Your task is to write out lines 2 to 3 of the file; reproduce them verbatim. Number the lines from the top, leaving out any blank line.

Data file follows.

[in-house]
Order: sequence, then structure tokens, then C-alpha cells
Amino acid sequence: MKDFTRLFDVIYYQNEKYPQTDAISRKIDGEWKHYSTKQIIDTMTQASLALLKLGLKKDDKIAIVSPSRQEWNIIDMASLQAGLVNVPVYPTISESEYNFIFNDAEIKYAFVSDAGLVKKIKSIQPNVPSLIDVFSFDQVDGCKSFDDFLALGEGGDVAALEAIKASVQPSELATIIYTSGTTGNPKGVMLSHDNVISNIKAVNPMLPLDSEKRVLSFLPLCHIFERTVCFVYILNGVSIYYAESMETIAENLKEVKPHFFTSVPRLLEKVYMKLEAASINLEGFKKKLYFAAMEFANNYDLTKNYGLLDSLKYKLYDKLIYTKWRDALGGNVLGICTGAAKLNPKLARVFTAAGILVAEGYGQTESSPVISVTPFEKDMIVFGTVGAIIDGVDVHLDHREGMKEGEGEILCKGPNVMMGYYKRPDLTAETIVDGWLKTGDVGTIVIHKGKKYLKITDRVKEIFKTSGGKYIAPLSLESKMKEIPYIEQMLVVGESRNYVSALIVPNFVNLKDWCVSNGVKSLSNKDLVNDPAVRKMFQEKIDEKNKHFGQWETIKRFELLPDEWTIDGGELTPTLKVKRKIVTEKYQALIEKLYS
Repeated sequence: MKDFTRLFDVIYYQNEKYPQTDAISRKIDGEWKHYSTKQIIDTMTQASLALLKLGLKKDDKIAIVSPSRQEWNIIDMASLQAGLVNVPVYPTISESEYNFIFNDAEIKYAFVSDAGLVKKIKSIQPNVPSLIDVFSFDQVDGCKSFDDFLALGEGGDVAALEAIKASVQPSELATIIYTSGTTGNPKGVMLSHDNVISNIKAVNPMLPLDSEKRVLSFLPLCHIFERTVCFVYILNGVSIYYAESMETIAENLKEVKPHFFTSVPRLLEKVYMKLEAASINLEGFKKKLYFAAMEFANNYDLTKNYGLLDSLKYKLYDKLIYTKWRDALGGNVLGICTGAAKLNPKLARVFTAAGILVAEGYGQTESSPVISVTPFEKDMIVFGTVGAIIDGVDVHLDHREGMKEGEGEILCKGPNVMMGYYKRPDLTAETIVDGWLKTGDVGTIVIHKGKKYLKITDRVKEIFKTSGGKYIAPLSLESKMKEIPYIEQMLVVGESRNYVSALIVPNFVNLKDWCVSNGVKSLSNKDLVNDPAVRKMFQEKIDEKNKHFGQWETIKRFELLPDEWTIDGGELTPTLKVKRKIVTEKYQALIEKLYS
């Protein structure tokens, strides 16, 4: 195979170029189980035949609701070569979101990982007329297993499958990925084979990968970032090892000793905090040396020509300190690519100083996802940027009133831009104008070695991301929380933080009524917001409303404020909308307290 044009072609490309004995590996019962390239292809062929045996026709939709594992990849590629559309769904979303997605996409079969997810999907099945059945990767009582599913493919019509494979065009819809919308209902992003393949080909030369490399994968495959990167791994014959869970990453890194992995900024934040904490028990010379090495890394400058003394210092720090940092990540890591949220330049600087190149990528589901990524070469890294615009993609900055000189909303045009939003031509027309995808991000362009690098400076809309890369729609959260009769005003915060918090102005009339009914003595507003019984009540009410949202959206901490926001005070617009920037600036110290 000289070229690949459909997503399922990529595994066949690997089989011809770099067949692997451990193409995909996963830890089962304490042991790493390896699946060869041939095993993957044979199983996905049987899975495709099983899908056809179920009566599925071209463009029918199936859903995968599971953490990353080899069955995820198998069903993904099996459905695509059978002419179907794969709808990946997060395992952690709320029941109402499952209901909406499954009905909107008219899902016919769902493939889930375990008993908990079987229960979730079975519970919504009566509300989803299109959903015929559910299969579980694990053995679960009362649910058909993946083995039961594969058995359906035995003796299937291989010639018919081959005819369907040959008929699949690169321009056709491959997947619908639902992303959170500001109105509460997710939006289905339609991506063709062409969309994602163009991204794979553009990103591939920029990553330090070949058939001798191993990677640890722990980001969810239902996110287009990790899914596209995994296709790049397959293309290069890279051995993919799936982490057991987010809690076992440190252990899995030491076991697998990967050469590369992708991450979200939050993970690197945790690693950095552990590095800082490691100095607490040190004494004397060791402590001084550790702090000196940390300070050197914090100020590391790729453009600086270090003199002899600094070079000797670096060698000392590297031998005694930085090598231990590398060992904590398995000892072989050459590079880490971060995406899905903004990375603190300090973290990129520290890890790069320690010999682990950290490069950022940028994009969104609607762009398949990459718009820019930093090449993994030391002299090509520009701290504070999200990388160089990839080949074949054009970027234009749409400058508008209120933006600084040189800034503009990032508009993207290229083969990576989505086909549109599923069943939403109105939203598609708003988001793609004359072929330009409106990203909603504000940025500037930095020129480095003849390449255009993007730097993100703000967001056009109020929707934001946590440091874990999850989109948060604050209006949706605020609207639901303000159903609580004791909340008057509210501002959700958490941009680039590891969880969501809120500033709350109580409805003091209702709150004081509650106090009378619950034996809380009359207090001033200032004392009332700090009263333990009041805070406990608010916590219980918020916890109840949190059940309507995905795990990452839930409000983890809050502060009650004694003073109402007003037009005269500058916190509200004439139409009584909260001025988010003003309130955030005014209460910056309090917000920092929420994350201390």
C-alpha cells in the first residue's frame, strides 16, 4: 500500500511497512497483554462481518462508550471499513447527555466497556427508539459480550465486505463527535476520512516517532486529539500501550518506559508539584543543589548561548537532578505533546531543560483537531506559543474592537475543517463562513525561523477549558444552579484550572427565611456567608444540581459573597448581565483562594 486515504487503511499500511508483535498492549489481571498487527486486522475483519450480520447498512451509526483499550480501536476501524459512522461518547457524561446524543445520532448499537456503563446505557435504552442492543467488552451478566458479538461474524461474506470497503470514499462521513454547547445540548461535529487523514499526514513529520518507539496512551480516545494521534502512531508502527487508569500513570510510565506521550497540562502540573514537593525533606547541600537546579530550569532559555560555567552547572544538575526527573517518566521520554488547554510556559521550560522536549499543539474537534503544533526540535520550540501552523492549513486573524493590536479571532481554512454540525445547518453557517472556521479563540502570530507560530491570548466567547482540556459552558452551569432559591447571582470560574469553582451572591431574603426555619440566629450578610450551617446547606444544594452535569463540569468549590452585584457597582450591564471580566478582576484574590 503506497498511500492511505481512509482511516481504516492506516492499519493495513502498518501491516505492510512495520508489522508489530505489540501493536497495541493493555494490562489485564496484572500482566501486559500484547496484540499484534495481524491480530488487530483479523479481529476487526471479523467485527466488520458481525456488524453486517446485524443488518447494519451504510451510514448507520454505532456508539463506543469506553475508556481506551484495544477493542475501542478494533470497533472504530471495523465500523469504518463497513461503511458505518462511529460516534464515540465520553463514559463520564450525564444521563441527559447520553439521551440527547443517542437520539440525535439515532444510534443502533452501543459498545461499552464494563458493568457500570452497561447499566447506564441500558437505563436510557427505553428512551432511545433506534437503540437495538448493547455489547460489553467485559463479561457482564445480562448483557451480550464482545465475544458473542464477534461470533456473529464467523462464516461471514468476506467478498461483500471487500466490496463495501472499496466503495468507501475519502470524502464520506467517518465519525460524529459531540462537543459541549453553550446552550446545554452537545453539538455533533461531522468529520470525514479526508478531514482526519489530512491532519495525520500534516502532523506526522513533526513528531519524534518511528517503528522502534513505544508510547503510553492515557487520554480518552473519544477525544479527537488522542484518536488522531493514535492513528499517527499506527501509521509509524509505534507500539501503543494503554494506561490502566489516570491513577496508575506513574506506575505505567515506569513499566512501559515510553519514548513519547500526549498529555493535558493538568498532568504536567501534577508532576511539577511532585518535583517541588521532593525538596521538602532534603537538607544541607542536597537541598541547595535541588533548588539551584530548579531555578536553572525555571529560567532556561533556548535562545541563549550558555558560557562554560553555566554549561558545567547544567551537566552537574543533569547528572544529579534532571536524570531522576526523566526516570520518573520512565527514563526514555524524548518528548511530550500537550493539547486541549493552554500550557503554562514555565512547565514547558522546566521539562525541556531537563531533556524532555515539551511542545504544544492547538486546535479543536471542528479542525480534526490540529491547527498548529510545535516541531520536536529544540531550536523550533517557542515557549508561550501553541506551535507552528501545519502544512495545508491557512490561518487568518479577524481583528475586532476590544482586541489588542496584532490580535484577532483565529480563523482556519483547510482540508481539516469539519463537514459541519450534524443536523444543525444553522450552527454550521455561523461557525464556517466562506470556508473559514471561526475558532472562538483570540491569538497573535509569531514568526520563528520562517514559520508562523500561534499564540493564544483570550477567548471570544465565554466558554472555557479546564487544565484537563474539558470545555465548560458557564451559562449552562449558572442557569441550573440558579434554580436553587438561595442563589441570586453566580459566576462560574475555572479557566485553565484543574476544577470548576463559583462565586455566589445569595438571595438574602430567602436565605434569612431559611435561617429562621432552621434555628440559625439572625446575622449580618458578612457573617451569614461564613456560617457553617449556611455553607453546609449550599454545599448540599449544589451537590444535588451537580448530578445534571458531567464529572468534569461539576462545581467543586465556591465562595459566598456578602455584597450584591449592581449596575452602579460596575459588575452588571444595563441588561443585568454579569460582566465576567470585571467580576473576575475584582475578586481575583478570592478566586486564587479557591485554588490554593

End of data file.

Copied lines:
Order: sequence, then structure tokens, then C-alpha cells
Amino acid sequence: MKDFTRLFDVIYYQNEKYPQTDAISRKIDGEWKHYSTKQIIDTMTQASLALLKLGLKKDDKIAIVSPSRQEWNIIDMASLQAGLVNVPVYPTISESEYNFIFNDAEIKYAFVSDAGLVKKIKSIQPNVPSLIDVFSFDQVDGCKSFDDFLALGEGGDVAALEAIKASVQPSELATIIYTSGTTGNPKGVMLSHDNVISNIKAVNPMLPLDSEKRVLSFLPLCHIFERTVCFVYILNGVSIYYAESMETIAENLKEVKPHFFTSVPRLLEKVYMKLEAASINLEGFKKKLYFAAMEFANNYDLTKNYGLLDSLKYKLYDKLIYTKWRDALGGNVLGICTGAAKLNPKLARVFTAAGILVAEGYGQTESSPVISVTPFEKDMIVFGTVGAIIDGVDVHLDHREGMKEGEGEILCKGPNVMMGYYKRPDLTAETIVDGWLKTGDVGTIVIHKGKKYLKITDRVKEIFKTSGGKYIAPLSLESKMKEIPYIEQMLVVGESRNYVSALIVPNFVNLKDWCVSNGVKSLSNKDLVNDPAVRKMFQEKIDEKNKHFGQWETIKRFELLPDEWTIDGGELTPTLKVKRKIVTEKYQALIEKLYS